Tuesday, December 15, 2009

newnoise1 gets stylish on money and investing in 2010

The subject of money is never far from my mind. This is in line with the psychological principle that we often can't stop thinking about things we don’t have.

Especially when all our neighbors, in fact entire neighborhoods, have things we don't have. The wanting trend is so common among humans that a spiritual law had to be created against it. This ancient law proves that even before capitalism everybody wanted stuff and thought all the time about stuff they didn't have. Today, some become obsessed and either go for therapy or work in financial areas where they can skim off the top and do other such clever things, legally, at the office, on a daily basis. But that is not what I'm blogging about. I'm off on a tangent.

I have ignored money as a topic worth thinking about at my own peril. Since realizing this mistake I have elevated it from its place in my topic catalogue where it use to sit next to the likes of subjects such as dress making, WWE wrestling (sorry don't know what WWE stands for and don't care) and how to peel a carrot if you don't have a knife.

I wrote about my fits of fear and hyperventilation about being aged and toothless with no prospectus a few months ago in an article on frugality. Since then I have done much in the way of spending less. Sad to say I am not yet rich. If you are clued up on money you will know that four months mean nothing. In Money World four months are only like sands through the hour glass and such are the days of our lives.

Nevertheless, I have come across a number of principles with regard to money that seem to provide a clue on how to approach the subject.

One book I read was written in such a weird style that I only noticed it was really about saving and investment by the time I reached chapter four . This is the kind of money book I like. The style fascinated me because well, listen to this:

'If thou select one of thy baskets and put into it each morning ten eggs and take out from it each evening nine eggs, what will eventually happen?'
'It will become in time overflowing.'
'Because each day I put in one more egg than I take out.'

The words to notice here are 'thou' and 'thy' in the first sentence. The book made me feel as if I was reading and understanding Shakespeare at a remarkable pace. The other remarkable thing is the basic arithmetic (ten minus nine) that's normally absent in writings on saving and investment where it is often more important to hide service fees among a bushel of complicated graphs. But this kind of arithmetic I can live with. Easy peasy, as they don't say in Babylon.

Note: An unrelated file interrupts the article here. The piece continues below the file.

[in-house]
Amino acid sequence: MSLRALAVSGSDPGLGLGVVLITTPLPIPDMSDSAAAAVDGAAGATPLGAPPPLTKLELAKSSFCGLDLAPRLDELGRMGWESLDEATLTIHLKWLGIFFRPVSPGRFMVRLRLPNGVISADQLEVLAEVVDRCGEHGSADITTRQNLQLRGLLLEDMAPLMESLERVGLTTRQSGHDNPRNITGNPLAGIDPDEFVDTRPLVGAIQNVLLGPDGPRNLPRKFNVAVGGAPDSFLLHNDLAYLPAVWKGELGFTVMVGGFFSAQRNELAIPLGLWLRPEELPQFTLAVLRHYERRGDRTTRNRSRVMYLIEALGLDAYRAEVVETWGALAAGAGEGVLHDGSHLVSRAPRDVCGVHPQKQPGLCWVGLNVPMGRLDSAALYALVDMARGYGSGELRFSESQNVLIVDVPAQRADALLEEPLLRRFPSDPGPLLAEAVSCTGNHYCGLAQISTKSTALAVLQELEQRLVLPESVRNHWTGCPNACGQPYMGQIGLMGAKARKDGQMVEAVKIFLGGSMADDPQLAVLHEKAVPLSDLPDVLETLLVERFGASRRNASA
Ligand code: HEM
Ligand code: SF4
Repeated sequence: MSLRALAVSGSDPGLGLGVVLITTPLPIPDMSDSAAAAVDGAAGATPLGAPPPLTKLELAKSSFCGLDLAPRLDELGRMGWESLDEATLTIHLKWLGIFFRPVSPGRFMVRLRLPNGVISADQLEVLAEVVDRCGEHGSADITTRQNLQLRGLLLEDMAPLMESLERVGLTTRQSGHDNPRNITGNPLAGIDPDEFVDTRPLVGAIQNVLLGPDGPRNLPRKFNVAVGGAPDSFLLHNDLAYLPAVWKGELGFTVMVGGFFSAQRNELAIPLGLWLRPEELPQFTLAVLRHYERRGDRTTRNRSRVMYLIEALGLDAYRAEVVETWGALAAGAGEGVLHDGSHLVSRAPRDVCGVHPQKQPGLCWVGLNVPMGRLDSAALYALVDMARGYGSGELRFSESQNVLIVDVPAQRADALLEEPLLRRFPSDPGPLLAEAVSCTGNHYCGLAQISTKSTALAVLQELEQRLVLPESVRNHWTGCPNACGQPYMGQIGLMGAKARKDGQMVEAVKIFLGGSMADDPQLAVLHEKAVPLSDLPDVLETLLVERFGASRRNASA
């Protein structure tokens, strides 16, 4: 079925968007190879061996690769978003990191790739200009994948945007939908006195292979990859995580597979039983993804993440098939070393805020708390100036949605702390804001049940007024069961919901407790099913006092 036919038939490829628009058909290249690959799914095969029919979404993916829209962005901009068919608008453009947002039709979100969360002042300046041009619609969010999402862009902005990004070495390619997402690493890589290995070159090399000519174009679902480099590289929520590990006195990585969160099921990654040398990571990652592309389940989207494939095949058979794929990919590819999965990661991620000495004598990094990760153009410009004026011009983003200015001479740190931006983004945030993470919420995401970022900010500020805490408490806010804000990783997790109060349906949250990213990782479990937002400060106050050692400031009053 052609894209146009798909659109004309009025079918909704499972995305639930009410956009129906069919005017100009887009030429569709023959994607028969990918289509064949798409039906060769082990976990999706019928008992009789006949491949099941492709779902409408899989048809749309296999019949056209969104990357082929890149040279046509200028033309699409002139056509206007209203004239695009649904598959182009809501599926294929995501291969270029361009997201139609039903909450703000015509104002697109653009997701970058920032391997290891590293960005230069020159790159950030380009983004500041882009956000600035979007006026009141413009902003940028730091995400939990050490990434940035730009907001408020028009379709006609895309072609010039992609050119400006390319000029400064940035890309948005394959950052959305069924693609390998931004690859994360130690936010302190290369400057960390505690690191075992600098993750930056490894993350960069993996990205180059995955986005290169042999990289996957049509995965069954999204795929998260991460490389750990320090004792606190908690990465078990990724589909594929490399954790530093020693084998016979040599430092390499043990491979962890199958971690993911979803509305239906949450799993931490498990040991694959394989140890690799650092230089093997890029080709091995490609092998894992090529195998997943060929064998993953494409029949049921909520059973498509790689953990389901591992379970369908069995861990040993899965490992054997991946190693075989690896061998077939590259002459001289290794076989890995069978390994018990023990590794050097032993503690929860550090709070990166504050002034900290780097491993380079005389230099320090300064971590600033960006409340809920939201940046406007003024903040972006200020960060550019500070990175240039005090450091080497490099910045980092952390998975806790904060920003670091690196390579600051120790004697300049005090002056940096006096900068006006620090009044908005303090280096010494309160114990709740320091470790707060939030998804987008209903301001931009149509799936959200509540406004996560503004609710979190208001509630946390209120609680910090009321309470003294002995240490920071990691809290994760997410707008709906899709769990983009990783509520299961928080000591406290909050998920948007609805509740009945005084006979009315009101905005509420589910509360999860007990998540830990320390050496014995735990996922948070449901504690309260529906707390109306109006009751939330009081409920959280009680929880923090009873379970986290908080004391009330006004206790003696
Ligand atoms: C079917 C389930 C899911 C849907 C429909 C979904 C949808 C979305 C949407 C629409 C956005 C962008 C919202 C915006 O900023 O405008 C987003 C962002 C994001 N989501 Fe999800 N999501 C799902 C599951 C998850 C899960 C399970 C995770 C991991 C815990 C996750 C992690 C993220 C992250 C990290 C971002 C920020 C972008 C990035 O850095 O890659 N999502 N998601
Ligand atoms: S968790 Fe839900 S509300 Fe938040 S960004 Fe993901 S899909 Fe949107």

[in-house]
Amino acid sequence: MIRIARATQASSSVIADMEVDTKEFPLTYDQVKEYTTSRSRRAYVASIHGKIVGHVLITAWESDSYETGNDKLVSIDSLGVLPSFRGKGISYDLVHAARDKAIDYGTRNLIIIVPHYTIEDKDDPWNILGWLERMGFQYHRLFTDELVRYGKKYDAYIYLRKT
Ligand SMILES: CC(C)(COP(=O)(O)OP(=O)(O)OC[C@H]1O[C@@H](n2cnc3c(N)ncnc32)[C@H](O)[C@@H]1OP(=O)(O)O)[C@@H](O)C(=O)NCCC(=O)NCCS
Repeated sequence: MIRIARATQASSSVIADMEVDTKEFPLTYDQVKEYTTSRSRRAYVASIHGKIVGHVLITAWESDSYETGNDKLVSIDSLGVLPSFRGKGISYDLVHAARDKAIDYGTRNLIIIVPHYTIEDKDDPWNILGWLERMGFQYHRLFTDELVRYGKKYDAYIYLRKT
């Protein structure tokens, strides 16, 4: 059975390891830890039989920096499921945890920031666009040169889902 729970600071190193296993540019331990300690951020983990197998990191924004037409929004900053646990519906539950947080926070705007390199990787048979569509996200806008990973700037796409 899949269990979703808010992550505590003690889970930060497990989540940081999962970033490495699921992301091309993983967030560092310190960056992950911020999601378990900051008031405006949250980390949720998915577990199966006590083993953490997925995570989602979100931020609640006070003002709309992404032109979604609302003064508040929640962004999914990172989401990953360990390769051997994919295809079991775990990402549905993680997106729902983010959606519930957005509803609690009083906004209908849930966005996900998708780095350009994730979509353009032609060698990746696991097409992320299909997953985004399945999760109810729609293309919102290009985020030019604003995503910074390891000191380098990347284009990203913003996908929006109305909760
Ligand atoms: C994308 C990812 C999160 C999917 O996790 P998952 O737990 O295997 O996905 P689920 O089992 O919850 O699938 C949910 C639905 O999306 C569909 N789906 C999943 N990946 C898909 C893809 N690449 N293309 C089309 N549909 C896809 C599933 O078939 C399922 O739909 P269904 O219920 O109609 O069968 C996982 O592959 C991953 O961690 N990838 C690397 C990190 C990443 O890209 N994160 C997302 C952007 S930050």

The book, The Richest Man in Babylon, is filled with Babylonion words such as 'doth' and 'upon' and 'setteth' which make you feel as if you are indeed walking down Babylon's dusty ancient streets clutching your little purse stuffed with gold and silver coins. Feelings are important to.

The book will inspire you to think about how you manage your money and advises confidently on how to get your lean purse to overflowing.

Some of the rules of engagement include:

  1. Pay yourself first. Keep some of your money for yourself, about ten percent. Live on less than you earn. (see ten minus nine reference above)

  2. Hang on to the money you saved. Or in Babylonion: 'You do eat the children of your savings. Then how do you expect them to work for you?'

  3. Learn and know everything there is to know about your trade.

  4. Be careful who you invest with. As they say in Babylon: 'Usurious rates of return are deceitful sirens that sing but to lure the unwary upon the rocks of loss and remorse.' (This is pure Babylonion. Notice the stylish repetition of the s-sound that aims to multiply your fear of risky investments.)

  5. Budget. As they say in Babylon, 'Budget then thy necessary expenses. Touch not the one tenth that is fattening they purse.'

  6. Make your money work for you . . . 'Put each coin to laboring'.

  7. Buy your own home. 'Then will thy own heart be glad because thou wilt own right a valuable property and thy only cost will be the Kings taxes.'

  8. Start early with a pension plan and protect your family from loss of income.

  9. Do not buy on credit and do pay your debts. 'Thereby shalt thou acquire confidence in thyself to achieve they carefully considered desires.'

These doth include only some of the Babylonion saving and investment methods.

George S. Clason was a financial author who wrote a series of essays on money and investment that was later compiled into book form and published as The Richest Man in Babylon. First published in 1926 the common sense advice and story telling style made it a winner that is republished about every four or five years.

You will notice a absence of reference to inflation. I suspect the book was written Before Inflation. Inflation means that the ten percent savings Clason suggests could be worth less than ten percent over time once you minus inflation. Such are the days of our lives.

Please note that I am not a financial advisor (God forbid). I am only recommending this book as a good read. Remember, one day you will look up and notice that there is really absolutely nothing worth watching on television, this will be the ideal time to read this book.

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